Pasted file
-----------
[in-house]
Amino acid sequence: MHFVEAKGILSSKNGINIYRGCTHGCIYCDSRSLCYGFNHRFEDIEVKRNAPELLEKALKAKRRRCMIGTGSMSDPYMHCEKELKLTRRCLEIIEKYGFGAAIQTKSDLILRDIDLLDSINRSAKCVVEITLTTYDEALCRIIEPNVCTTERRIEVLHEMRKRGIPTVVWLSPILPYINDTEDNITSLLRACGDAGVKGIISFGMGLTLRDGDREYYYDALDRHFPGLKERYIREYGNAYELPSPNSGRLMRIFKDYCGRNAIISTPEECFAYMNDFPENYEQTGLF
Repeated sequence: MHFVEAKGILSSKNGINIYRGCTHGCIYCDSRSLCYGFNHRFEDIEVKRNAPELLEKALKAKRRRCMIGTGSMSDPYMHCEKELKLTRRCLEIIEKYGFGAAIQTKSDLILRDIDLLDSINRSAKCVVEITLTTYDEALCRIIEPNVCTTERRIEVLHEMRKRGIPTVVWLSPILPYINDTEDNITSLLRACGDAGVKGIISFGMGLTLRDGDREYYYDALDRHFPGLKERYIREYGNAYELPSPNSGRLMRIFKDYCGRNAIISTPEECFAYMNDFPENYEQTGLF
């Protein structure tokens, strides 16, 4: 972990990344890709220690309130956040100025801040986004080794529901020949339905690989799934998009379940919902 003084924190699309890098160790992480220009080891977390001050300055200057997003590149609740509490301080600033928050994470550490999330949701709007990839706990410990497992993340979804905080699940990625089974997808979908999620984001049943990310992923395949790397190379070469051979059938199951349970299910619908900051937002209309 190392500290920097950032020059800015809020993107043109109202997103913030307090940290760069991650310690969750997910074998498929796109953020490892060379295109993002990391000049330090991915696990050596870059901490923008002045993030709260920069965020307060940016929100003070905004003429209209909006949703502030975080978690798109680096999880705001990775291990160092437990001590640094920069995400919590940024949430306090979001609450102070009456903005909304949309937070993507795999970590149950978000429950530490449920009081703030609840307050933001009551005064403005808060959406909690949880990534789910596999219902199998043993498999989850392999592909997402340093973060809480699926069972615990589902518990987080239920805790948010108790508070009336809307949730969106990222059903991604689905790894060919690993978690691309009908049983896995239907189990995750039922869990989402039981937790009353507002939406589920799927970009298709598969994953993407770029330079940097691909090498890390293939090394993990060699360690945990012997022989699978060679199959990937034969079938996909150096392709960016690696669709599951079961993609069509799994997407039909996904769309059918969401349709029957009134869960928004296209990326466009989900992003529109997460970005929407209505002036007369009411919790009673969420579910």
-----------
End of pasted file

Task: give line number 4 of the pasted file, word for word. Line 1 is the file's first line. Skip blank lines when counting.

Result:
């Protein structure tokens, strides 16, 4: 972990990344890709220690309130956040100025801040986004080794529901020949339905690989799934998009379940919902 003084924190699309890098160790992480220009080891977390001050300055200057997003590149609740509490301080600033928050994470550490999330949701709007990839706990410990497992993340979804905080699940990625089974997808979908999620984001049943990310992923395949790397190379070469051979059938199951349970299910619908900051937002209309 190392500290920097950032020059800015809020993107043109109202997103913030307090940290760069991650310690969750997910074998498929796109953020490892060379295109993002990391000049330090991915696990050596870059901490923008002045993030709260920069965020307060940016929100003070905004003429209209909006949703502030975080978690798109680096999880705001990775291990160092437990001590640094920069995400919590940024949430306090979001609450102070009456903005909304949309937070993507795999970590149950978000429950530490449920009081703030609840307050933001009551005064403005808060959406909690949880990534789910596999219902199998043993498999989850392999592909997402340093973060809480699926069972615990589902518990987080239920805790948010108790508070009336809307949730969106990222059903991604689905790894060919690993978690691309009908049983896995239907189990995750039922869990989402039981937790009353507002939406589920799927970009298709598969994953993407770029330079940097691909090498890390293939090394993990060699360690945990012997022989699978060679199959990937034969079938996909150096392709960016690696669709599951079961993609069509799994997407039909996904769309059918969401349709029957009134869960928004296209990326466009989900992003529109997460970005929407209505002036007369009411919790009673969420579910």